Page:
Hired youths attend rallies, road shows of candidates

  • Anshu Seth, Hindustan Times, LUDHIANA
  • Updated: Apr 29, 2014 00:11 IST

Though the union and state governments over the years have failed fulfill the promises made towards employment for youth, the candidates of political parties in a mad race of "show of strength" have went ahead to create short-term employment by hiring the youth for `400-500 per day to participate in their campaigning.

The young boys have attended the road shows and rallies of the candidates in urban as well as rural areas.

Some were even hired to put up posters, banners, stickers of the candidates in various nooks and corners of the city.

In addition to being an unethical way of gathering crowd, the practice also amounts to duping the election commission where the "expenditure" is concerned.

Most shocking being the fact that even the students from distance learning centres of universities have been participating in the rallies of the candidates of leading political parties, and even the most talked about independent candidate contesting for Ludhiana Lok Sabha seat.

HT reporter observed a group of young students from a distance learning education centre in Urban Estate, Ludhiana, for five days. These students used to get together at around 11.30am in a market square to move to a specific place where a candidate in fray for Lok Sabha elections had to address his rally.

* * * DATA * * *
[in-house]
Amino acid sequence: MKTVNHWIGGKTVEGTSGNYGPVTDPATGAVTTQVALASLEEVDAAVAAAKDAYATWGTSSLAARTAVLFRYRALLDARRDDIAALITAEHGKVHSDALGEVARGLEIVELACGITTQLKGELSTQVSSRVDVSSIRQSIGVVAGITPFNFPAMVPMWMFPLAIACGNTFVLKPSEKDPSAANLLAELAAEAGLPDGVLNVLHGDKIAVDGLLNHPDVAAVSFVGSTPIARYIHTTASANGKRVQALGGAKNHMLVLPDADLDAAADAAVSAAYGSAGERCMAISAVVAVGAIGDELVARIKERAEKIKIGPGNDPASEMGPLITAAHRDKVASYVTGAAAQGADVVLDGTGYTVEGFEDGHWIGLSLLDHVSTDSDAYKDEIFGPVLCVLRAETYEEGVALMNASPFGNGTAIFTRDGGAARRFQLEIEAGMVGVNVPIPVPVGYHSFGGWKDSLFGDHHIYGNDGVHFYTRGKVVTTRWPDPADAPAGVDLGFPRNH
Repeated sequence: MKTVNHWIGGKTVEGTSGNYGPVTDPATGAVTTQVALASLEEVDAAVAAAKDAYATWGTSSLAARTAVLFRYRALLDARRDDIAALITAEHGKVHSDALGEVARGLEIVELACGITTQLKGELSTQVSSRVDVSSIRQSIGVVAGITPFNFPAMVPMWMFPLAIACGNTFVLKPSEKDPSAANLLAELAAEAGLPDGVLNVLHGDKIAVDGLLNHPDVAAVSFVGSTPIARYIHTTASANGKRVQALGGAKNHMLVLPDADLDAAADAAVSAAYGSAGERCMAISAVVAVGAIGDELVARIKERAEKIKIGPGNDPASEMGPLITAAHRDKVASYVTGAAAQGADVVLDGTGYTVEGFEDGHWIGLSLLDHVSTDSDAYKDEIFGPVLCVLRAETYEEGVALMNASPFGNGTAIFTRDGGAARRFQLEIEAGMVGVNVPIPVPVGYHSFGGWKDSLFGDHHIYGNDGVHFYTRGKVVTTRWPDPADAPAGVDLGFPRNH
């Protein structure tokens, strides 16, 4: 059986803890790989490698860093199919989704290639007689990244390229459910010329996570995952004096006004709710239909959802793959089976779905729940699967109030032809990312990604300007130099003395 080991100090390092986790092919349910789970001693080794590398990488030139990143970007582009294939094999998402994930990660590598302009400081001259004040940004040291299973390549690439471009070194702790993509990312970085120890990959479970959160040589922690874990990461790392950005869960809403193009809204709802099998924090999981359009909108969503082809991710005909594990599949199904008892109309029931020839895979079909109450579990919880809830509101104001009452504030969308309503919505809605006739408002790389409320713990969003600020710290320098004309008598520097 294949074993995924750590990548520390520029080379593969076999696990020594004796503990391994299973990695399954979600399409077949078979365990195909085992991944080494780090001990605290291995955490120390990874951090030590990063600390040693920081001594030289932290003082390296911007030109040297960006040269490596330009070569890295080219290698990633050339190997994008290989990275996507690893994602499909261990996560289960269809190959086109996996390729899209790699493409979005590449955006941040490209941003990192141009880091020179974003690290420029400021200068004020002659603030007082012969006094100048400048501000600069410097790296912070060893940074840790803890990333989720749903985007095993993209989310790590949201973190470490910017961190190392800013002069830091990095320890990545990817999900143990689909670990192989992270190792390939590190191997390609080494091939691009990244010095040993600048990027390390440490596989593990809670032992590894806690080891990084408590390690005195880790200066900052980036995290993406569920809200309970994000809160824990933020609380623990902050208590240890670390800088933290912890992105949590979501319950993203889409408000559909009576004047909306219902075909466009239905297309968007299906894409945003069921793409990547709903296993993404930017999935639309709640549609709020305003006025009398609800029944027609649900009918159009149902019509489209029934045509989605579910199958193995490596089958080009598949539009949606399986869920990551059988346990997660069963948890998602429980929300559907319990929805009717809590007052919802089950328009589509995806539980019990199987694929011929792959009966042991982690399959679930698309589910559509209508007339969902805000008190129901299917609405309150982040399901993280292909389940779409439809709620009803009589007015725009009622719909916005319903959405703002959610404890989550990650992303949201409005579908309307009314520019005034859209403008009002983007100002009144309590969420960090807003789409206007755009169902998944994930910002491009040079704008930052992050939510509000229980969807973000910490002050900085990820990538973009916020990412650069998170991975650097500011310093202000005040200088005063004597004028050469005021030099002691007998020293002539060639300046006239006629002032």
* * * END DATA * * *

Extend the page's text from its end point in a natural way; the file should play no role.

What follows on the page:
It is learnt that a specific candidate had hired almost 2,000 youth to show his strength to his rivals.
On being asked, students replied that they were not concerned about politics, but what interests them most was the money that they were paid every day.

Satwinder Singh, a BCA student under a distance learning programme at a centre in Ludhiana, said, "I have attended almost 27 rallies of a candidate and was paid `450 per day, which was more than any amount of pocket money I have ever got in a month."

A veteran politician, when asked about the reason behind such practices, stated that it was just to create an aura in the electorate, which is referred to as "wave" in favour of the candidate in question.

The fact that this offer came as an opportunity for a large number of drug addicts became a matter of concern for some parents, as their sons who were undergoing de-addiction programmes discontinued their sessions to join the political gatherings in lieu of money.

Davinder, a domestic help working in Dugri, while sharing her woes, stated that her son was undergoing de-addiction at a centre, but his treatment got discontinued as he was lured to join the rallies and road shows of a candidate.

"We had been asked not to give him money till his treatment was over, but going for these rallies gave him an access to money, as a result he is back to drugs," lamented Davinder.

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